2. Summer work and seasonal employment that was ideal for High School and college students are being served by professionals in their twenties, thirties, and forties.

3. We DON’T want you to reply. Since so many job seekers are out of work, companies that post ads for positions they are looking to fill get overwhelmed with thousands of responses. So, they cannot confirm receipt of your resume if you apply for a job, or simply filter your resume out of their database and never respond to you EVEN IF YOU ARE QUALIFIED FOR THE POSITION. A Majority of the time when yo7u call to confirm receipt of the resume and cover letter you sent through the company’s official candidate process, they have no record of you.

4. The 3 top job sites (CareerBuilder, Monster, and Yahoo! Hot Jobs) account for no more than 6-7% of all positions. In the BEST of times no more than 10-15% of all positions were advertised. Now it’s MUCH less.

5. Most positions are already pre-qualified for internal hire fills but the company HAS to post the position for a period of time in order to remain in compliance with hiring guidelines established by the Equal Employment Opportunity Commission. Human Resources have almost no intention of looking outside the organization for qualified talent.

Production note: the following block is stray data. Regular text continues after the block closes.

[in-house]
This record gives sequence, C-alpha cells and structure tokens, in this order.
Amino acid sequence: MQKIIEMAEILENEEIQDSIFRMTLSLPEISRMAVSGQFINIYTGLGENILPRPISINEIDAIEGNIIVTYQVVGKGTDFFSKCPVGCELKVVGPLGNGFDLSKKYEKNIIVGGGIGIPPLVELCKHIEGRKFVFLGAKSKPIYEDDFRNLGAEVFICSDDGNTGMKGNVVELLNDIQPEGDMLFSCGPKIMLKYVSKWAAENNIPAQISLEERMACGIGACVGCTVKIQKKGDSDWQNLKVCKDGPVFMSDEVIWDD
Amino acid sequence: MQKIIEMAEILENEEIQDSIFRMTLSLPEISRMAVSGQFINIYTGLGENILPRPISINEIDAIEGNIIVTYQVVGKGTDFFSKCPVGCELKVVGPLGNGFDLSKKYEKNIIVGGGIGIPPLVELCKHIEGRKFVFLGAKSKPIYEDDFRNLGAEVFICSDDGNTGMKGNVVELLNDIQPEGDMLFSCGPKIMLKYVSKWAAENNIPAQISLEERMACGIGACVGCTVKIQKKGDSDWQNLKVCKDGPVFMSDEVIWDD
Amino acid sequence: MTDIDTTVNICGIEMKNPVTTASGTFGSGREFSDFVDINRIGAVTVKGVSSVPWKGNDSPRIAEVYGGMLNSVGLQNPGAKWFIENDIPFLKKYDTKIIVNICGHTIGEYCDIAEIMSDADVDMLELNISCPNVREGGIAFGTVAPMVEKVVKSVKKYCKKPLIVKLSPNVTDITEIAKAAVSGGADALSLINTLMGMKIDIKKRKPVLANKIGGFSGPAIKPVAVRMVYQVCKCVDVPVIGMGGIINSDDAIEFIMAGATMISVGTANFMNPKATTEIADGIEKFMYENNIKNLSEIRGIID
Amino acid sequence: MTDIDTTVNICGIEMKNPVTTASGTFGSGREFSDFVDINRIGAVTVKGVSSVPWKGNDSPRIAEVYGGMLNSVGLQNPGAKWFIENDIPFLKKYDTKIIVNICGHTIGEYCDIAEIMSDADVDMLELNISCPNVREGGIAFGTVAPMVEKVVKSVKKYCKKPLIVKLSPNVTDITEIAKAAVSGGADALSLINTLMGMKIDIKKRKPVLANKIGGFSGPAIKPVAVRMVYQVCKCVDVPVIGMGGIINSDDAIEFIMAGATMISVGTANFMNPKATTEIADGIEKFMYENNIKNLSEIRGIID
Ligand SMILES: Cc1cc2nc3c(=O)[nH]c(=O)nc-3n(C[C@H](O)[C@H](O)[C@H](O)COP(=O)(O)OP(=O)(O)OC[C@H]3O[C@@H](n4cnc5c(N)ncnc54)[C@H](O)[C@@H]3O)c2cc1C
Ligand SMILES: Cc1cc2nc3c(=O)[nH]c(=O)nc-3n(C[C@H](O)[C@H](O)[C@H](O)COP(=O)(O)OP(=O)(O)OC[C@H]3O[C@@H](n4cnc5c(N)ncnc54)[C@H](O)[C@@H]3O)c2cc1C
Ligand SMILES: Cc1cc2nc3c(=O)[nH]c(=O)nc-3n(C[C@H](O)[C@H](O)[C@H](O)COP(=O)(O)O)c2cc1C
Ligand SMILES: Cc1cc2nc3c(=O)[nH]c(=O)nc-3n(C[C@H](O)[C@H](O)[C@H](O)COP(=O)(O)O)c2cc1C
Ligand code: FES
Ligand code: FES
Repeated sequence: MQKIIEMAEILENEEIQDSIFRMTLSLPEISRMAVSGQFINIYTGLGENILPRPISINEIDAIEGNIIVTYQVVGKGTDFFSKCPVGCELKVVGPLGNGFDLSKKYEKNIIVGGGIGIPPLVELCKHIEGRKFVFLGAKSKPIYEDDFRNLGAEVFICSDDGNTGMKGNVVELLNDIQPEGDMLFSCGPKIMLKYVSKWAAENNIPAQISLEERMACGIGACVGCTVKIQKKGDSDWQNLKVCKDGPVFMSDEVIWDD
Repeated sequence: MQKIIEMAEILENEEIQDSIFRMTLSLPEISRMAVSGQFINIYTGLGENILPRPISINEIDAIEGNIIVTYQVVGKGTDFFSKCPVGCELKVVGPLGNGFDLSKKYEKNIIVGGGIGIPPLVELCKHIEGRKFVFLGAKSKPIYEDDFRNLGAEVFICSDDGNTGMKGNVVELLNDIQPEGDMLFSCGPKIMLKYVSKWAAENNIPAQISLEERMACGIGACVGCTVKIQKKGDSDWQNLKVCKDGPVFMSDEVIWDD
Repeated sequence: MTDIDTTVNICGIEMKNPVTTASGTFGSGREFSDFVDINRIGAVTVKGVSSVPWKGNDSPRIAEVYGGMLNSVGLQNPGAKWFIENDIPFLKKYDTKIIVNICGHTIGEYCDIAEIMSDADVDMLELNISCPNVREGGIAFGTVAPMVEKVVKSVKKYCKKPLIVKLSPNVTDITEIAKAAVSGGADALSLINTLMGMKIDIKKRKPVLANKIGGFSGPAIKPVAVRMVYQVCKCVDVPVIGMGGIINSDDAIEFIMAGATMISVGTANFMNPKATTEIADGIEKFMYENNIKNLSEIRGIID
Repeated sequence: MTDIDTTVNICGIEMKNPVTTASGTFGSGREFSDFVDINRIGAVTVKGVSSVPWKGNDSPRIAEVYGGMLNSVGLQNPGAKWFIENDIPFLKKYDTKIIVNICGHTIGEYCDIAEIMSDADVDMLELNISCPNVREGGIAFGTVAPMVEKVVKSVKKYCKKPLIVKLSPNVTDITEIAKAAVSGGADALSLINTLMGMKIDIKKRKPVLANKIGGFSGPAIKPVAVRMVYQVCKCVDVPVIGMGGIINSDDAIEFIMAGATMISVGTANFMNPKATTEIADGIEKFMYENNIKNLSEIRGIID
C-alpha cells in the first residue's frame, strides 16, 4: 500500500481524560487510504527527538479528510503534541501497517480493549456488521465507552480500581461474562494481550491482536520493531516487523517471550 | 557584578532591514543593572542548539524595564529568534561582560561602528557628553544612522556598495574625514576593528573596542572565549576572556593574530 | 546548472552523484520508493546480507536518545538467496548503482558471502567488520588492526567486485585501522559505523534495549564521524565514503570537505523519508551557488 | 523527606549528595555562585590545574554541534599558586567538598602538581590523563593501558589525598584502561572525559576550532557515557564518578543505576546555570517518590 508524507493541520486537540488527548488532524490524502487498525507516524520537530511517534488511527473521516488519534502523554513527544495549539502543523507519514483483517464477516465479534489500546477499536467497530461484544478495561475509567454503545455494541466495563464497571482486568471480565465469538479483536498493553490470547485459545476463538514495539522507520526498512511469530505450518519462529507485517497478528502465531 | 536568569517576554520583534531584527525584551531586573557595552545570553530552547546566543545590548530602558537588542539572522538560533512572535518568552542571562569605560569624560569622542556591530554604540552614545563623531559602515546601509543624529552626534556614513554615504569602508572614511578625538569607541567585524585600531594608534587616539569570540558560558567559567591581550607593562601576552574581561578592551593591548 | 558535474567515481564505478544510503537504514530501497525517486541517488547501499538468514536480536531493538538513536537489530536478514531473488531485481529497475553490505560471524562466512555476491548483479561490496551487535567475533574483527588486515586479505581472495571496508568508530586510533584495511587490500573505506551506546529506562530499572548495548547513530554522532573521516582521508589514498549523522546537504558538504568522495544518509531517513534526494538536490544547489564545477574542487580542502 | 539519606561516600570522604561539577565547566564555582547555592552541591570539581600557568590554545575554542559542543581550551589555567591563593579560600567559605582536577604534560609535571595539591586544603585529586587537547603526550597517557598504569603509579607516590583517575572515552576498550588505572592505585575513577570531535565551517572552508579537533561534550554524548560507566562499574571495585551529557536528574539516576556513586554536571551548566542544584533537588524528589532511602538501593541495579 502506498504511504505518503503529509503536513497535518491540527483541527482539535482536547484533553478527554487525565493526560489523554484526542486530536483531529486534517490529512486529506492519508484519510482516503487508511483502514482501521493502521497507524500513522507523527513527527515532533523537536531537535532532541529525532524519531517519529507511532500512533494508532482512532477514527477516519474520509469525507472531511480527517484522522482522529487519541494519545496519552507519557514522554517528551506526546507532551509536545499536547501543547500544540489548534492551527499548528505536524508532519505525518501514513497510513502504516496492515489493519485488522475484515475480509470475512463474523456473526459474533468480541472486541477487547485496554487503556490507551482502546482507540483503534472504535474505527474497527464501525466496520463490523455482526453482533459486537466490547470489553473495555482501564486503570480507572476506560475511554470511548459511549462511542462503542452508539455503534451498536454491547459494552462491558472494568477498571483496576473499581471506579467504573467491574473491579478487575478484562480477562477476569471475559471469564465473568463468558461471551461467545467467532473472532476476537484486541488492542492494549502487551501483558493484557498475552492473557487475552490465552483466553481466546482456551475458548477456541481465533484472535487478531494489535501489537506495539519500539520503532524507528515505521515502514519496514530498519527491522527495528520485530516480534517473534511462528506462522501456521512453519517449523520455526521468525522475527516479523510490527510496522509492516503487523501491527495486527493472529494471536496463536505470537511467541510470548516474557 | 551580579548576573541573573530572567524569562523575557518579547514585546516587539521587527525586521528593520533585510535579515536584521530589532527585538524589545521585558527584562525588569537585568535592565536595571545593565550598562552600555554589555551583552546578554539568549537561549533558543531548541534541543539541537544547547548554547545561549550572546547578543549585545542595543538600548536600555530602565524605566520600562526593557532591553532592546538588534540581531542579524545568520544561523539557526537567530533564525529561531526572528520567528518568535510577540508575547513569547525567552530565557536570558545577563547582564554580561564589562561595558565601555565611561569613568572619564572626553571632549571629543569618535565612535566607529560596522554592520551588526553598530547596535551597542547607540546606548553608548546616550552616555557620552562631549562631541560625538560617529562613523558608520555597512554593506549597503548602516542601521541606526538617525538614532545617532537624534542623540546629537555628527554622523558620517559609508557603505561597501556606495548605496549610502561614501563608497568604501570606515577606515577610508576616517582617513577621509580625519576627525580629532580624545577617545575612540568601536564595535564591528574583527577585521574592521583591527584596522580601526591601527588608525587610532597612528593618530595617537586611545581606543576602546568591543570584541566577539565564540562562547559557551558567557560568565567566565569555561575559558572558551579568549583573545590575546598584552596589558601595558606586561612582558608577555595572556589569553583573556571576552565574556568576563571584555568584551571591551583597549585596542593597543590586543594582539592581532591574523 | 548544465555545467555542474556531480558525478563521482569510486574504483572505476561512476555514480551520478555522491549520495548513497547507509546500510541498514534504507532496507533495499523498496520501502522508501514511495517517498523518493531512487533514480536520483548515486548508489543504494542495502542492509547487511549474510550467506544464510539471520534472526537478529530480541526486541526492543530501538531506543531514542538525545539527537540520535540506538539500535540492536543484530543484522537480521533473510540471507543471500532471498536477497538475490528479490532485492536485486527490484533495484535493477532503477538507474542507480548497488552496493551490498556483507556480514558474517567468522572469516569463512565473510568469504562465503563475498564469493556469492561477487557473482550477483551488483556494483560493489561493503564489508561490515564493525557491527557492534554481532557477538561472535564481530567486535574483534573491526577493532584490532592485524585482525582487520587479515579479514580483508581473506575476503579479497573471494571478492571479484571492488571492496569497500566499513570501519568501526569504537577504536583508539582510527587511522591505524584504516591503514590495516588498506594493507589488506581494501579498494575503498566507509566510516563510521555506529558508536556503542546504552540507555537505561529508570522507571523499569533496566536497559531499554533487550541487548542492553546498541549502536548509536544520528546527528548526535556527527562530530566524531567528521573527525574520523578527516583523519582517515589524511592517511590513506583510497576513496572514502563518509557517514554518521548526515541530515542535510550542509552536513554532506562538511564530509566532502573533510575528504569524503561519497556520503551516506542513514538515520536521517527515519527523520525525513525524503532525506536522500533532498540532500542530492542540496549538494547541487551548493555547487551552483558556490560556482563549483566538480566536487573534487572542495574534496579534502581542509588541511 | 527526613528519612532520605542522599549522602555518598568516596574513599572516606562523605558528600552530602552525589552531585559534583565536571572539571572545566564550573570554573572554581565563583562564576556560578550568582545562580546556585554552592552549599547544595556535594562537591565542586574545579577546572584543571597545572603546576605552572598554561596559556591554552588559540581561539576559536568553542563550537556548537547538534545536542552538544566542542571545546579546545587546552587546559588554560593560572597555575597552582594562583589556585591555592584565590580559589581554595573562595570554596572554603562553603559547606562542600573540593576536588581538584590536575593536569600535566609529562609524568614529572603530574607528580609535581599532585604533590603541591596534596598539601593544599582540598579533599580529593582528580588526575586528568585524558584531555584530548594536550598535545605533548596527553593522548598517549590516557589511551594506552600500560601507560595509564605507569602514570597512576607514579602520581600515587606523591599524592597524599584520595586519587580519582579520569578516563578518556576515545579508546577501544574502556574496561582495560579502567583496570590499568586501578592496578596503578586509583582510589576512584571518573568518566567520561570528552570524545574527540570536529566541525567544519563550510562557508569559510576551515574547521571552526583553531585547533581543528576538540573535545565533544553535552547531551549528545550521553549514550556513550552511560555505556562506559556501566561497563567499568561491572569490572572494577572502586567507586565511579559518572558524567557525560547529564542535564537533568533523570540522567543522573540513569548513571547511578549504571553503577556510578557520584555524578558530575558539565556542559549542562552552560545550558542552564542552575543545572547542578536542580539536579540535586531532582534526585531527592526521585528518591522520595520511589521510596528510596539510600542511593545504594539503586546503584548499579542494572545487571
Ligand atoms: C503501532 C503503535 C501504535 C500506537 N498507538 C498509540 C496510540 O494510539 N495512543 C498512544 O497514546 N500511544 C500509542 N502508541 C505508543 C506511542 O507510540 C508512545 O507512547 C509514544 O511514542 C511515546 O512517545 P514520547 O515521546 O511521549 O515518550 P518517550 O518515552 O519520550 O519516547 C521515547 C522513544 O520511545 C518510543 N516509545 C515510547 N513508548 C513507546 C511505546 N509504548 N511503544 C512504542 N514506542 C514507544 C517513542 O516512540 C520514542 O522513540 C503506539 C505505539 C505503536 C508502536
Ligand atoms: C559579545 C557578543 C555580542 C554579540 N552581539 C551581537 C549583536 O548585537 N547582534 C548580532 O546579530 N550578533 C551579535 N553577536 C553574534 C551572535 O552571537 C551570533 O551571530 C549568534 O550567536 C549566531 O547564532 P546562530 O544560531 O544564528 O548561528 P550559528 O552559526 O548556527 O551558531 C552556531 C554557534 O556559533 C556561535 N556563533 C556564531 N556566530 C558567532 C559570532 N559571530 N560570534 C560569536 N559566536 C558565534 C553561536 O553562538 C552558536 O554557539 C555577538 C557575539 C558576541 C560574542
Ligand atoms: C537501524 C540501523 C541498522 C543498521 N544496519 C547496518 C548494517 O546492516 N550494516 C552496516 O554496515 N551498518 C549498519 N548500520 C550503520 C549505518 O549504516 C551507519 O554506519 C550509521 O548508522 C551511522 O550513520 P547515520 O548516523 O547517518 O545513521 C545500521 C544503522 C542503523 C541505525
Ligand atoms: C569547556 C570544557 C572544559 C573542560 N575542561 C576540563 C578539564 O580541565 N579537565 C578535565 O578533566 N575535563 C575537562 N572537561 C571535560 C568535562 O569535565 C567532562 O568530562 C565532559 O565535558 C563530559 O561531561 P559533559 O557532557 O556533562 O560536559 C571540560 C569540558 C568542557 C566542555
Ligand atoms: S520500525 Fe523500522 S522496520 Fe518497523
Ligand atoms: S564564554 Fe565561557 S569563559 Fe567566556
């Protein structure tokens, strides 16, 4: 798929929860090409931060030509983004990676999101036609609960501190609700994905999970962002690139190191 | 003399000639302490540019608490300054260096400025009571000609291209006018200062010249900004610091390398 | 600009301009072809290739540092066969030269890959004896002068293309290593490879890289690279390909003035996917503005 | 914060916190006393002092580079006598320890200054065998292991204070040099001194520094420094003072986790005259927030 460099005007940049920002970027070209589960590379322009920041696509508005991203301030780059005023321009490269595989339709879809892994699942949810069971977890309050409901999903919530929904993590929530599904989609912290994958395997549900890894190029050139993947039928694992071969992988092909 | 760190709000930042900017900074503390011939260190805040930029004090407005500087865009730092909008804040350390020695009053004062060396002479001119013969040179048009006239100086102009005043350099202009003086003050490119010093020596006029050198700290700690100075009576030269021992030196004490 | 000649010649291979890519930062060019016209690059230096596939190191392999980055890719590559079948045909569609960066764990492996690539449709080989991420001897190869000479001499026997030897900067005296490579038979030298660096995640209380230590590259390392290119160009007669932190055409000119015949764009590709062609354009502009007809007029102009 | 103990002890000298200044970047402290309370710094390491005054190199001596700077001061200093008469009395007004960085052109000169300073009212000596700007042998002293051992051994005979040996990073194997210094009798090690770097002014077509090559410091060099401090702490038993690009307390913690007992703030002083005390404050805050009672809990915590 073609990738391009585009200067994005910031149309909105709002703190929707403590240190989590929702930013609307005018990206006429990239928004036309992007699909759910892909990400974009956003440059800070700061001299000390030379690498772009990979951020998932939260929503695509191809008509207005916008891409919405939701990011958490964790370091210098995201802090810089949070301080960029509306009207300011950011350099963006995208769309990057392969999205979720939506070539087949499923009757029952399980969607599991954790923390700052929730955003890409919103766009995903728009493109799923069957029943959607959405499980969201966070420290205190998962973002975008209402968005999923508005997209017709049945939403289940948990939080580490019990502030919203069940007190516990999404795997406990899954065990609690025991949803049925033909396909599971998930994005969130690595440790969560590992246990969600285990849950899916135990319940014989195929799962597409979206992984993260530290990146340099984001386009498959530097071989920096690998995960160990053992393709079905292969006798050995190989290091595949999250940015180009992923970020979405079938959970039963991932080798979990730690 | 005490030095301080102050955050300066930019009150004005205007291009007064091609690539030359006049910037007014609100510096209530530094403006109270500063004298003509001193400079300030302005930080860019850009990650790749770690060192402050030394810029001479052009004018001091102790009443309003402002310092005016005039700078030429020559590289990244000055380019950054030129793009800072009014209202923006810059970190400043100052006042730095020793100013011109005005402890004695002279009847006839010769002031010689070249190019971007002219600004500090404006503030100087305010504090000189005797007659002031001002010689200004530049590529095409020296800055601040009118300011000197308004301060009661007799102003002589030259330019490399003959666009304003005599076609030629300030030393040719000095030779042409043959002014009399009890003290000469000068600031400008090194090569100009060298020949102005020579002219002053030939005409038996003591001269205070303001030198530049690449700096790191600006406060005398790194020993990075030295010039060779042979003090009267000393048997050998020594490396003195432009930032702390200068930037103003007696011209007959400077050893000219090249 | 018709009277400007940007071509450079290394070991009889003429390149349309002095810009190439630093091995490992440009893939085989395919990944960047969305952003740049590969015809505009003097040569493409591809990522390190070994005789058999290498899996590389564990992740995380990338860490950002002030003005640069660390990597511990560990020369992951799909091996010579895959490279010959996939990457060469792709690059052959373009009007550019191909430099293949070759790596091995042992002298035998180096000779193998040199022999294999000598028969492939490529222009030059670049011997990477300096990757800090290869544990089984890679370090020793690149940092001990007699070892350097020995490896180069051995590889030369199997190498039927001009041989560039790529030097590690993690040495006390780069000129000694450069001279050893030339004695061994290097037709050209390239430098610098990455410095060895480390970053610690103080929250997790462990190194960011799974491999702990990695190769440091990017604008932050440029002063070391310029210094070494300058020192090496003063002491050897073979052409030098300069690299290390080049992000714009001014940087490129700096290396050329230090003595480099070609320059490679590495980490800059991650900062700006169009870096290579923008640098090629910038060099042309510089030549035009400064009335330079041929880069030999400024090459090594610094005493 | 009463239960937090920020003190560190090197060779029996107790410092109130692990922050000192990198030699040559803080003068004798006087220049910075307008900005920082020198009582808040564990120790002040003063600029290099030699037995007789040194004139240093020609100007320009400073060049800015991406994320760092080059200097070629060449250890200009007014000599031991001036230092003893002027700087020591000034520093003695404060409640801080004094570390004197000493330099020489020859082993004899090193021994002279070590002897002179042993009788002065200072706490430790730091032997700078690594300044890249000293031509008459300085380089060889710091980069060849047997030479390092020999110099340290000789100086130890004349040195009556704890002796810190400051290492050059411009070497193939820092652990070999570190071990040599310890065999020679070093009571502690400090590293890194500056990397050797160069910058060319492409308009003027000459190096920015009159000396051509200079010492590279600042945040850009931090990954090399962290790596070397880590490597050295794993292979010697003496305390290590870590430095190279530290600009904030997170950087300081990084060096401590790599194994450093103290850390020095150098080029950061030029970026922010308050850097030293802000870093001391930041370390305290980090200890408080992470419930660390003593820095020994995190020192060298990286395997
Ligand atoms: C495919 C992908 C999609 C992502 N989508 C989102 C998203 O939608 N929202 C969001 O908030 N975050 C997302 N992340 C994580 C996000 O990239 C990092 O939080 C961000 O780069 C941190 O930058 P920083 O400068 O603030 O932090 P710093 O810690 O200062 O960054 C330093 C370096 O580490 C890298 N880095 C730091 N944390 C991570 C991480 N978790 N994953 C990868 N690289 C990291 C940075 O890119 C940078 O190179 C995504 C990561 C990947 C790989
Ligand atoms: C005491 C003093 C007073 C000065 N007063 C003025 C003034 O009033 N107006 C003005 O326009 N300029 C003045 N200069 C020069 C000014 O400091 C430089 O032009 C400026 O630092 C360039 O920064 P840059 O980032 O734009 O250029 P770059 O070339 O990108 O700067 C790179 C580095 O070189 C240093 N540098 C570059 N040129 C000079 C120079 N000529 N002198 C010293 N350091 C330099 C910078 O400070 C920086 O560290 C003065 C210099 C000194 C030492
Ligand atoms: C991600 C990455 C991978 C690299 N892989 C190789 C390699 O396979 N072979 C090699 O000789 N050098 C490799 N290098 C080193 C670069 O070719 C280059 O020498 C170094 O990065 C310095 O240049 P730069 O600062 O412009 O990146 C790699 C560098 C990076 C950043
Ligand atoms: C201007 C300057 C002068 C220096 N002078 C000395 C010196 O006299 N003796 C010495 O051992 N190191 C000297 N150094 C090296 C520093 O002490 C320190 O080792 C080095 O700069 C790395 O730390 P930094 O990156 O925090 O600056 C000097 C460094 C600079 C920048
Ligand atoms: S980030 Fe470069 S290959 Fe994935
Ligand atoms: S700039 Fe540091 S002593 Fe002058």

6. Recruiters are generally NOT interested in the job seeker but focus their efforts on serving the clients who pay them to find candidates to fill their positions. Thus, Recruiters are not concerned about the needs of the candidate and are not interested in ensuring the candidates’ values and belief systems match those of the hiring organization. There is ZERO monetary incentive thus motivation for them to care about the candidates they place.

7. The Human Resources Department often refuses to respond to inquiries from job seeker candidates that apply for positions the company advertised as a general business practice.

8. Companies know it is illegal to hire unpaid interns for extended work arrangements but do so any way, in order to get FREE work out of contract employees.

9. Recruiters who claim they are placing your information in their candidate database for future consideration hardly ever do so. They receive so many resumes from qualified candidates that in this employer market they can discard information from highly qualified job seekers.

10. Many companies refuse to terminate the employment of abusive managers but simply rotate them around the company. Thus, if you get hired and report to an abusive Manager then file a claim, you yourself may get terminated for potentially bringing bad press to the organization.